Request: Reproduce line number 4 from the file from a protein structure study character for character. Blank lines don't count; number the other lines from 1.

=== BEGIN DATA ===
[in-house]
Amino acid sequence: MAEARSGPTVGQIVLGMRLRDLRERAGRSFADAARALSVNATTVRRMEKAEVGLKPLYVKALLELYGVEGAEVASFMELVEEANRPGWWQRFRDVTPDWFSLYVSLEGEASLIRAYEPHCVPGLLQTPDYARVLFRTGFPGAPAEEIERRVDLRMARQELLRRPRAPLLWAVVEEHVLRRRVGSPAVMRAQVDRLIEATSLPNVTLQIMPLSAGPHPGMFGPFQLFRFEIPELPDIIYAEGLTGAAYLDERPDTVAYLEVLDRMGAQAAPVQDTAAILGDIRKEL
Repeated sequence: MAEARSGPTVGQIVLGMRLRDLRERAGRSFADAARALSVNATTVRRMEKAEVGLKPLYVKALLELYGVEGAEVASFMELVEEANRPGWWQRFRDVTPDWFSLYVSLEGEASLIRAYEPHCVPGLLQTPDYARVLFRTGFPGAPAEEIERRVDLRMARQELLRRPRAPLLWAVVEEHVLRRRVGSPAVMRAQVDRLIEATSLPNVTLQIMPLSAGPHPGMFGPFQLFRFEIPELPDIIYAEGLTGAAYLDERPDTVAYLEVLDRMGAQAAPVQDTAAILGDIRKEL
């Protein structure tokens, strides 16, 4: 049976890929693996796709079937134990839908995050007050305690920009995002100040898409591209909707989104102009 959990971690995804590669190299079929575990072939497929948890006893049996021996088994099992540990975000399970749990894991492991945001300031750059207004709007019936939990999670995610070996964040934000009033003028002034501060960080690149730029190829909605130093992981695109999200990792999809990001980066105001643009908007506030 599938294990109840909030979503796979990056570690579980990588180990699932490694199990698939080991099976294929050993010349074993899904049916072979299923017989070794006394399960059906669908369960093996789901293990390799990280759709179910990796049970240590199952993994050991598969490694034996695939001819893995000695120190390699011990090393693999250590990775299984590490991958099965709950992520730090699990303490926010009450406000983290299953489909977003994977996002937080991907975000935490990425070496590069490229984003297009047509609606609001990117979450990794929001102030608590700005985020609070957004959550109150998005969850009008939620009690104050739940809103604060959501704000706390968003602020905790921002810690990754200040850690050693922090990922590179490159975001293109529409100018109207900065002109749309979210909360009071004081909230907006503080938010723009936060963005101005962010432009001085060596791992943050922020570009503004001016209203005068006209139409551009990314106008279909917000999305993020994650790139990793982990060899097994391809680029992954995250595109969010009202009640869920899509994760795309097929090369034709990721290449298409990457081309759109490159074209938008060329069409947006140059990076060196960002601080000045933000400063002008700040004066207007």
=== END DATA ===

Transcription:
């Protein structure tokens, strides 16, 4: 049976890929693996796709079937134990839908995050007050305690920009995002100040898409591209909707989104102009 959990971690995804590669190299079929575990072939497929948890006893049996021996088994099992540990975000399970749990894991492991945001300031750059207004709007019936939990999670995610070996964040934000009033003028002034501060960080690149730029190829909605130093992981695109999200990792999809990001980066105001643009908007506030 599938294990109840909030979503796979990056570690579980990588180990699932490694199990698939080991099976294929050993010349074993899904049916072979299923017989070794006394399960059906669908369960093996789901293990390799990280759709179910990796049970240590199952993994050991598969490694034996695939001819893995000695120190390699011990090393693999250590990775299984590490991958099965709950992520730090699990303490926010009450406000983290299953489909977003994977996002937080991907975000935490990425070496590069490229984003297009047509609606609001990117979450990794929001102030608590700005985020609070957004959550109150998005969850009008939620009690104050739940809103604060959501704000706390968003602020905790921002810690990754200040850690050693922090990922590179490159975001293109529409100018109207900065002109749309979210909360009071004081909230907006503080938010723009936060963005101005962010432009001085060596791992943050922020570009503004001016209203005068006209139409551009990314106008279909917000999305993020994650790139990793982990060899097994391809680029992954995250595109969010009202009640869920899509994760795309097929090369034709990721290449298409990457081309759109490159074209938008060329069409947006140059990076060196960002601080000045933000400063002008700040004066207007």